A $50 million grant from the Bill Gates-led Breakthrough Energy will make sustainable jet fuel just as cheap as fossil fuel for the first time.
Breakthrough Energy is supporting the startup LanzaJet, which is building its first commercial plants and will begin production next year. The facility will reportedly double the current United States capacity for sustainable aviation fuel.
Emissions from the aviation industry are rising, and we need to work on cutting back our fossil fuel usage as soon as possible.
Sustainable aviation fuel, or SAF, is a solution that is made from sustainable sources and could ultimately replace fossil fuel in the air travel industry.
LanzaJet creates sustainable fuel by taking ethanol from sources like sugarcane in Brazil, waste gas in China, or corn in the US. They then chemically convert it to SAF and renewable diesel. According to the company, depending on the feedstock used to make the ethanol, the fuel could emit as much as 85 percent less than the current fuel.
Unfortunately, the process is still expensive and energy intensive. The $50 million grant will help bring the cost down and make SAF possible. The company also received a grant worth $14 million from the US Department of Energy.
Fortune reported that the first LanzaJet plant in Georgia will produce 9 million gallons of SAF and 1 million gallons of renewable diesel annually. Although 14 billion gallons of aviation fuel are consumed by the United States each year, this will be a great start. The company plans to continue to expand and grow its company to make SAF a reality.
New research has shown that by replacing petroleum-based aviation fuel with plant-derived fuel, carbon emissions could be reduced by 68 percent.
Other companies are working on SAF as well, including Finnish company Neste, which is set to bt the world’s largest provider of renewable fuels. There’s also World Energy which is the leader in the production of low-carbon fuels in the United States. They are currently the only commercial-scale SAF production facility. Alder Fuels is also creating SAF by converting forest and crop waste into crude oil that can be used to produce aviation fuel.
This plant-sourced fuel could be the answer to greatly reducing carbon emissions when it comes to flying, which will make traveling more eco-friendly.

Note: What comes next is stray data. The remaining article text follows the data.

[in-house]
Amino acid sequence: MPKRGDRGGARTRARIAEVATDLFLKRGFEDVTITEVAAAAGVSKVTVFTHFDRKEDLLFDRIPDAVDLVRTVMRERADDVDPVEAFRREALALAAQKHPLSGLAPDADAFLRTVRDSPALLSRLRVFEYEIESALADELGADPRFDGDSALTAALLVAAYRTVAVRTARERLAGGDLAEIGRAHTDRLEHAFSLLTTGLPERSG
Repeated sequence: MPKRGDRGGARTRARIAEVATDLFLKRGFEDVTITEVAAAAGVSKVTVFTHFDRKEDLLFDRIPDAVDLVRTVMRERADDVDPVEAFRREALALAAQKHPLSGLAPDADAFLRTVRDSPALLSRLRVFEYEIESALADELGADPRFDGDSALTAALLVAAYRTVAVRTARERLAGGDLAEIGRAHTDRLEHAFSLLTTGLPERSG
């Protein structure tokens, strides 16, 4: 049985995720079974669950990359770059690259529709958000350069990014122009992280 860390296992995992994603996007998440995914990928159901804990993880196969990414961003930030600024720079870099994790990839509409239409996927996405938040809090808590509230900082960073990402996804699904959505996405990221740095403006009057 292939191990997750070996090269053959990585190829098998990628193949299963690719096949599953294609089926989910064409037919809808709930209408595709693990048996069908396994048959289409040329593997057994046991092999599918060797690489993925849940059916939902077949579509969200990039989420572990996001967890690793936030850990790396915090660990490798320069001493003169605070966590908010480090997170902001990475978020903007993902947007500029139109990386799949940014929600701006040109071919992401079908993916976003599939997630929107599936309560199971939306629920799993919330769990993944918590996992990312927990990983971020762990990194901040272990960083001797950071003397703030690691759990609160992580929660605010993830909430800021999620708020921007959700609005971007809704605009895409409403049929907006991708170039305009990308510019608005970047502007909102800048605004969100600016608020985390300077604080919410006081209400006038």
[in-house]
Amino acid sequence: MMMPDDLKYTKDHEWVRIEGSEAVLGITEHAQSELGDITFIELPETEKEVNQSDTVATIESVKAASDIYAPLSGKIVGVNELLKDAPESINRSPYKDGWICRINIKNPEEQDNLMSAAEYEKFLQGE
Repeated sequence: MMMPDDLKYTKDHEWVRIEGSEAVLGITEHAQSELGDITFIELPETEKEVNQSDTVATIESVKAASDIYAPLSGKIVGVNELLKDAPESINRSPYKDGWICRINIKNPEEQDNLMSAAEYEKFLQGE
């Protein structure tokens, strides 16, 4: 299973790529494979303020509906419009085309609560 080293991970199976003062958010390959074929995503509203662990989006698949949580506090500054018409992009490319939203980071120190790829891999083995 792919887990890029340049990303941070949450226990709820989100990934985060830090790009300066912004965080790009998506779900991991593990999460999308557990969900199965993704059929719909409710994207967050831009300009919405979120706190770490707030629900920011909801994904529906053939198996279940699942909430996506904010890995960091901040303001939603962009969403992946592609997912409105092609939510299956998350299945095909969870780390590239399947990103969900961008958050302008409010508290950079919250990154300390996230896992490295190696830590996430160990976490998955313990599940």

- Boeing Shares Goal for its Airlines to Fly on 100% Biofuel by 2030
- Sustainable Plant Aviation Fuel Could Reduce Emissions by 68%
- Battery Operated Planes Are Coming Sooner Than You Think
- Bill Gates Tackles How to Avoid Climate Disaster in New Book
- US Greenhouse Gas Emissions Fell 10% in 2020 Partly Due to Covid
Easy Ways to Help the Planet:
- Eat Less Meat: Download Food Monster, the largest plant-based Recipe app on the App Store to help reduce your environmental footprint, save animals and get healthy. You can also buy a hard or soft copy of our favorite vegan cookbooks.
- Reduce Your Fast Fashion Footprint: Take the initiative by standing up against fast Fashion Pollution and supporting sustainable and circular brands like Tiny Rescue that are raising awareness around important issues through recycled zero-waste clothing designed to be returned and remade over and over again.
- Support Independent Media: Being publicly funded gives us a greater chance to continue providing you with high-quality content. Please consider supporting us by donating!
- Sign a Petition: Your voice matters! Help turn petitions into victories by signing the latest list of must-sign petitions to help people, animals, and the planet.
- Stay Informed: Keep up with the latest news and important stories involving animals, the environment, sustainable living, food, health, and human interest topics by subscribing to our newsletter!
- Do What You Can: Reduce waste, plant trees, eat local, travel responsibly, reuse stuff, say no to single-use plastics, recycle, vote smart, switch to cold water laundry, divest from fossil fuels, save water, shop wisely, Donate if you can, grow your own food, volunteer, conserve energy, compost, and don’t forget about the microplastics and microbeads lurking in common household and personal care products!